Executive Order on Immigration
UPDATE | President Donald Trump’s executive order has been stayed. Please check the Washington State Attorney General’s website and lawsuit portal for specific updates regarding the case.
On Friday, January 27, 2017, President Donald Trump issued an executive order temporarily blocking citizens of seven predominantly Muslim countries from entering the U.S., including individuals already qualifying as lawful permanent residents. The seven countries were listed as Iran, Syria, Libya, Somalia, Yemen, Iraq, and Sudan.
“I feel this personally, because it could have been my family.”
– Lt. Governor Cyrus Habib
As an Iranian-American and the child of immigrants, Lt. Governor Cyrus Habib has publicly condemned the executive order and promised to help individuals affected by it.
In the days since President Trump signed the executive order, the Washington State Attorney General’s Office joined prominent Washington-based businesses Amazon and Expedia filed suit against the Trump administration, requesting a Temporary Restraining Order (TRO) on the order.
On Friday, Feb. 3, a federal judge in Seattle ruled with Washington, blocking key parts of the executive order. While the Trump administration appealed the decision, the Ninth Circuit Court of Appeals also ruled in favor of the state, upholding Judge Robart’s ruling.
At this point in time, individuals from the seven aforementioned countries are allowed to enter the United States. However, the case may still proceed to a higher court—the decision is far from final.
If the executive order were to be reinstated as-is, the Office of the Lt. Governor will work actively to connect those impacted by the executive order with legal resources and support, and will continue to stand strong in defense of the rights of immigrants and Washington residents who are imperiled by President Trump’s policies.
WHOM DOES THE BAN AFFECT?
Currently, President Trump’s executive order bars anyone from the following countries from entering the United States for at least 90 days: Iran, Iraq, Somalia, Sudan, Syria, and Yemen. It bans all refugees for 120 days, and bans Syrian refugees indefinitely.
The ban includes anyone from the above mentioned countries, even if they have a temporary visa that would normally allow them to leave and re-enter the United States like students, visitors/ business travelers, temporary workers, and fiancés of US citizens.
It also includes individuals from the aforementioned countries who have been granted an immigrant visa. Individuals issued immigrant visas do not become legal permanent residents until they arrive in the United States and are issued a green card.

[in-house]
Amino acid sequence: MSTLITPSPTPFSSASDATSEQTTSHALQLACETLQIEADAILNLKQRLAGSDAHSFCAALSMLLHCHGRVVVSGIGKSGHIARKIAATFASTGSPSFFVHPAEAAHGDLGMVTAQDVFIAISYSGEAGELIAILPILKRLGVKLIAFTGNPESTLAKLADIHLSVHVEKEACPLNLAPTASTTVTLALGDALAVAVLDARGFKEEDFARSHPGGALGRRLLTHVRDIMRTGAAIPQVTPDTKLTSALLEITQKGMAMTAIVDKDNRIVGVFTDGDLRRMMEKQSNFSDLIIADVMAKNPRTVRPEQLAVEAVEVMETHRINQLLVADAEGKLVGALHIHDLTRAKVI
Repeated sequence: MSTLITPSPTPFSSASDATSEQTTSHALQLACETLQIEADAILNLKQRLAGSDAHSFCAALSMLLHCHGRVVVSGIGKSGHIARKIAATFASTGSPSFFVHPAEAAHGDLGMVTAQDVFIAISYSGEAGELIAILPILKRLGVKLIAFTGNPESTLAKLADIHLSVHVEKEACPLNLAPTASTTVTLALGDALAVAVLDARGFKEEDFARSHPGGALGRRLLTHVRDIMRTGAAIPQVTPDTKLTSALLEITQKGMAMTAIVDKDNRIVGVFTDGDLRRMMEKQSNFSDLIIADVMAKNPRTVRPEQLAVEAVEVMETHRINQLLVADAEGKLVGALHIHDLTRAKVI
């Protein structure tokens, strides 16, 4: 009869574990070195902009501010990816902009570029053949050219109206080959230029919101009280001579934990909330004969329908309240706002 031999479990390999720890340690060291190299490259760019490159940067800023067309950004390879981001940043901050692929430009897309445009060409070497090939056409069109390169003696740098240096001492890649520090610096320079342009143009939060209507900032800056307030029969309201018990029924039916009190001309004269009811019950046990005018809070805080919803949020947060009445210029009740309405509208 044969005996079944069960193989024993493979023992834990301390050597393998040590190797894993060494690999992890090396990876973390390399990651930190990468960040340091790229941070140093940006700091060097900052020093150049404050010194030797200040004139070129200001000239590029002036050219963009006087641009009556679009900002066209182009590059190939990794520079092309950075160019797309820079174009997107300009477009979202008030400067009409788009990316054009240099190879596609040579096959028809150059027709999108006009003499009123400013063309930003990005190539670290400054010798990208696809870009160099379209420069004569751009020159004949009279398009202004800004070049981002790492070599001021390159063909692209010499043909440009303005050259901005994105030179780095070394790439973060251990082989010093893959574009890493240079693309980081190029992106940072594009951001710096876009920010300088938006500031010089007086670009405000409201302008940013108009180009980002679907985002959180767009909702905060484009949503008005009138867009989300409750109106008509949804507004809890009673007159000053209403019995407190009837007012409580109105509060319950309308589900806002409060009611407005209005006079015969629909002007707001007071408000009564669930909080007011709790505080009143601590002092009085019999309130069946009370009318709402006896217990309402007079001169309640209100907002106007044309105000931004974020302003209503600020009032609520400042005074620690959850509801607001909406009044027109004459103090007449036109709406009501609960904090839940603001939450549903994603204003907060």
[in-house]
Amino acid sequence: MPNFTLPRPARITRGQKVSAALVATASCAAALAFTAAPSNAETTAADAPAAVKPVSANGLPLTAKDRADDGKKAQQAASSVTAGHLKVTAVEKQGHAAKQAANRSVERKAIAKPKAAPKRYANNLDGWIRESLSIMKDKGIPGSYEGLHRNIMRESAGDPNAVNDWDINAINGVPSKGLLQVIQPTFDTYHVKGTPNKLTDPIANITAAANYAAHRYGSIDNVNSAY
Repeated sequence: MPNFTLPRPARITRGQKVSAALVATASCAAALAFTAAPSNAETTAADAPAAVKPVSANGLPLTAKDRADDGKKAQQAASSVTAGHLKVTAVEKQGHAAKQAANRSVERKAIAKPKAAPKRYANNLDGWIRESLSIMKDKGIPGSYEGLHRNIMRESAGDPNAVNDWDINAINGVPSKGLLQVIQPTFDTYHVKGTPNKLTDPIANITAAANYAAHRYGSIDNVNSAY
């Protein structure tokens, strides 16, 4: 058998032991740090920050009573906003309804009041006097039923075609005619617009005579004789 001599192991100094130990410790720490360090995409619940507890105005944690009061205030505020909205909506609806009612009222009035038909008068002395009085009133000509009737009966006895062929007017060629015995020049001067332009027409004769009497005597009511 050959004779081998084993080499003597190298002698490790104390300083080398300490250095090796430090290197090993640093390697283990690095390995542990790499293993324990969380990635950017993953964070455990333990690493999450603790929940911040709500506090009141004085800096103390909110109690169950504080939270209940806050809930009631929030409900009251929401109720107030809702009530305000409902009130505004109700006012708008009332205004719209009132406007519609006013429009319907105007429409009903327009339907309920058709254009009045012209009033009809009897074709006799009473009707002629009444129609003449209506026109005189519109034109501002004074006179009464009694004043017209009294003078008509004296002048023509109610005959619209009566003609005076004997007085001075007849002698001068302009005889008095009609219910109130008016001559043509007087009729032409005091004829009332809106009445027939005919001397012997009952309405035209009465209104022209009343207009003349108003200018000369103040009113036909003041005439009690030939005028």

The ban includes all refugees from any country, except members of minority religious groups for whom exceptions may be made on a case-by-case basis.
The ban does not apply to green card holders. US Customs and Immigration has the following language pertaining to green card holders:
“Under the recent guidance from the White House, we will continue to ensure that lawful permanent residents are processed through our borders efficiently. Under that guidance, the Executive Order issued January 27, 2017, does not apply to their entry to the United States. U.S. Customs and Border Protection will continue to execute its mission to protect the homeland in its processing of all individuals at ports of entry.”
Trump’s revised travel ban reportedly targets same 7 nations, adds green-card exemption | Seattle Times Court Refuses to Reinstate Travel Ban, Dealing Trump Another Legal Loss | New York Times
After block of Trump travel ban, Washington Solicitor General Noah Purcell adjusts to spotlight | Seattle Times
Court Refuses to Reinstate Travel Ban, Dealing Trump Another Legal Loss
Judge in Seattle halts Trump’s immigration order nationwide; White House vows fight | Seattle Times
FAQs on Impact of Immigration Executive Order Suspending Admission to U.S. of Foreign Nationals From Certain Designated Areas | National Law Review
Trump’s Immigration Ban: Who Is Barred and Who Is Not | New York Times
Breaking down the facts on Trump’s immigration order | ABC News
Trump’s Executive Order on Immigration: What We Know and What We Don’t | New York Times
Trump’s Executive Order On Immigration, Annotated | National Public Radio
Please click below for specific resources compiled to find help in dealing with situations brought forth by the executive order, including legal assistance:
To share personal stories, comments, concerns, and questions, please contact the Lt. Governor’s office in person, by email or phone, at the addresses below:
E-mail | email@example.com
Phone | 360.786.7700
Office of the Lt. Governor
PO Box 40400
Olympia, WA 98504-0400
Office of the Lt. Governor
220 Legislative Building (a.k.a. Capitol building)
416 Sid Snyder Ave. S.W. Olympia, Washington
The office is on the second floor at the southeast corner of the building. Many visitors to the Capitol enter through the automatic door at that corner. If coming this direction, just walk by the gift shop and go right to the corridor, take the next left and a quick right and you’ll see the public elevator and stairs. We’re one story up and to the right.